Cienega Wetland Restoration

A cienega is a rare wetland in the American Southwest characterized by spongy, waterlogged soils with standing water and unique vegetation adapted to alkaline soils. This type of wetland is sustained by seeps or springs that emerge from surrounding mountain ranges. Cienegas are especially important for storing water, reducing the effects of flooding, and filtering pollutants. They also contain a wide biodiversity of plants that serve as critical habitat and wildlife corridors for native species. The U.S. Fish and Wildlife Service reports that more than 95% of the historical area of cienegas in the southwestern U.S. and northwestern Mexico are now dry or lost. These habitats have become degraded due to urban development, land management practices, the introduction of invasive plants, and climate change.

Leonora Curtin Wetland Preserve in 2016, prior to treatment for invasive species. Pictured is a grove of Russian olive along the Preserve pond. Photo credit: B. Sivinski

The Institute for Applied Ecology (IAE) identified the 35-acre Leonora Curtin Wetland Preserve (LCWP) as a critical cienega habitat in need of restoration in 2016; the LCWP had become degraded due to infestations of Russian olive, Russian knapweed, and other invasive species. Since then, IAE has partnered with the Santa Fe-Pojoaque Soil and Water Conservation District, the Santa Fe Botanical Garden, RCS Southwest, Southwest Resource Associates, Forest Fitness, and the Native Plant Society of New Mexico (NPSNM) to procure grant funding from the State of New Mexico’s Energy, Minerals and Natural Resources Department’s Forestry Division to implement restoration efforts at the preserve.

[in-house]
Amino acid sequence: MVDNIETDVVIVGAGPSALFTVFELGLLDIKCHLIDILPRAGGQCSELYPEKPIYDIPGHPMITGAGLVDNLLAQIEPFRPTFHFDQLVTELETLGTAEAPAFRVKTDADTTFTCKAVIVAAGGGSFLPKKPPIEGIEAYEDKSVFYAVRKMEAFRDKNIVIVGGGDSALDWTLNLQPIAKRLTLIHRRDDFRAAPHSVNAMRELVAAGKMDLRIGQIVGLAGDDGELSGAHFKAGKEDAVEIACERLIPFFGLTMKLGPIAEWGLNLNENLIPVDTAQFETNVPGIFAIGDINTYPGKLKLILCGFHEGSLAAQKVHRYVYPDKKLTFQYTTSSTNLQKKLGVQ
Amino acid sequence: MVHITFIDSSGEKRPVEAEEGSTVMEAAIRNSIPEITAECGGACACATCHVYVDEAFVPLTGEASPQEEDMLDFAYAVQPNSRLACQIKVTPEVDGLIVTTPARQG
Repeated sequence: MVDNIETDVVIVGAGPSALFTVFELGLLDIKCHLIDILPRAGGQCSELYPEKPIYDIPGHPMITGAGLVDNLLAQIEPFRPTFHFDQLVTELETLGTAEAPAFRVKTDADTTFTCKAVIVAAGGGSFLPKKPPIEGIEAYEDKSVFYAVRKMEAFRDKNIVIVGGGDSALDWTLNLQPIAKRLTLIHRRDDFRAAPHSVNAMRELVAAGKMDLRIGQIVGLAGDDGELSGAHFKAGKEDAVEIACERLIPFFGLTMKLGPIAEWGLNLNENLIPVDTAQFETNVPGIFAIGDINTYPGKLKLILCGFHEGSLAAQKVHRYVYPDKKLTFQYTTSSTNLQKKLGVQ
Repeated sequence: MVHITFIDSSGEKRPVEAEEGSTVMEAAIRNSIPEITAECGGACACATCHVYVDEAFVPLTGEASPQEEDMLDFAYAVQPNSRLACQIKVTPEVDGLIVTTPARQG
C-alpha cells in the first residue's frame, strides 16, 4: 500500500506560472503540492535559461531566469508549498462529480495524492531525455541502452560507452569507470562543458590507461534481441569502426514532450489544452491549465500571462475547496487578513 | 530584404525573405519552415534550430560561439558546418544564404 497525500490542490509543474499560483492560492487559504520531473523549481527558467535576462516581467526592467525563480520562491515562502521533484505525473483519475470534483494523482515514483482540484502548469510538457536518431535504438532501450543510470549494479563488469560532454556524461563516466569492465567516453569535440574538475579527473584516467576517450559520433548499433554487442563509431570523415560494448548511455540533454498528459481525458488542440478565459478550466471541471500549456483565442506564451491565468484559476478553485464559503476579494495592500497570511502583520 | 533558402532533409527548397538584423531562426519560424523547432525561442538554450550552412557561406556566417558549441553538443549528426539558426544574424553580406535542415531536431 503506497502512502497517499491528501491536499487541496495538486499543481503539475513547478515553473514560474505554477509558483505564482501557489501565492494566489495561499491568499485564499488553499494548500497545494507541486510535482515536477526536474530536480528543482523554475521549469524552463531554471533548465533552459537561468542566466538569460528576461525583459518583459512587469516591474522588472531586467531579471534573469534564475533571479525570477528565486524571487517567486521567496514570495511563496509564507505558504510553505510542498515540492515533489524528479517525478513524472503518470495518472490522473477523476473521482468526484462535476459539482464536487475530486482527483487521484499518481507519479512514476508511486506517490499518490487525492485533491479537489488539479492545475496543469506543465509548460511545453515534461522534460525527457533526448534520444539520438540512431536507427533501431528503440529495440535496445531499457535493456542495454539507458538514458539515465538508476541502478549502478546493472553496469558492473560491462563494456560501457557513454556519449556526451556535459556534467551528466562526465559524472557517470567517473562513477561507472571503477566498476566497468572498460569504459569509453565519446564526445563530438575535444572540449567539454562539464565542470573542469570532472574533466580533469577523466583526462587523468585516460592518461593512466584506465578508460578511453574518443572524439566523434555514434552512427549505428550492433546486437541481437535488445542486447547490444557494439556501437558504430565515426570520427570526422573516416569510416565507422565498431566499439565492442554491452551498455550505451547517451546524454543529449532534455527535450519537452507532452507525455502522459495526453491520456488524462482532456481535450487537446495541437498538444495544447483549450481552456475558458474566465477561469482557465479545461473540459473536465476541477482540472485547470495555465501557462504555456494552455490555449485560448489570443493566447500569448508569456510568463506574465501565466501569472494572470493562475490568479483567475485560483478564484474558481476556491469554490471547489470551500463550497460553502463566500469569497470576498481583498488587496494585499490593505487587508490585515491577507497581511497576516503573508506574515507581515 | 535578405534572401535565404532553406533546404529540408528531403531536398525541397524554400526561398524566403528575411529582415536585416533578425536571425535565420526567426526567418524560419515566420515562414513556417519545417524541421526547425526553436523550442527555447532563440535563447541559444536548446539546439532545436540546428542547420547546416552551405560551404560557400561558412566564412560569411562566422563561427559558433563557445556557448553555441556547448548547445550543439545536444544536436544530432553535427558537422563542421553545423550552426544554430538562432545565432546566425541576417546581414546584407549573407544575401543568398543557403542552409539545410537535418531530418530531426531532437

In 2023, the Institute for Applied Ecology received a small grant from the Claunch Pinto Soil and Water Conservation District and funding from the NPSNM for fuel and tools, to continue restoration efforts. Additionally, Youth Conservation Corps (YCC) crews and volunteers have been essential to supporting the restoration efforts.

Leonora Curtin Wetland Preserve in 2023, after treatment for Russian olive and other invasive species. Photo credit: B. Sivinski

Through partner support and dedicated work, significant progress has been achieved in the Preserve. Russian olives have been almost entirely eliminated from the site and other invasive species, such as Russian knapweed and kochia, have been restricted to small (but stubborn!) areas on the site. However, continued funding is needed to address the continued maintenance and rehabilitation of the disturbed grounds. IAE and the owners of LCWP, Rancho De Las Golondrinas, are taking steps to address the restoration of this important cienega on a larger scale by writing a comprehensive restoration plan and working with the Penitentiary of New Mexico (via our Conservation in Prisons program) and the Pueblo of Santa Ana to grow native plants for this site. These efforts are essential to restoring one of New Mexico’s most valuable and unique ecosystems.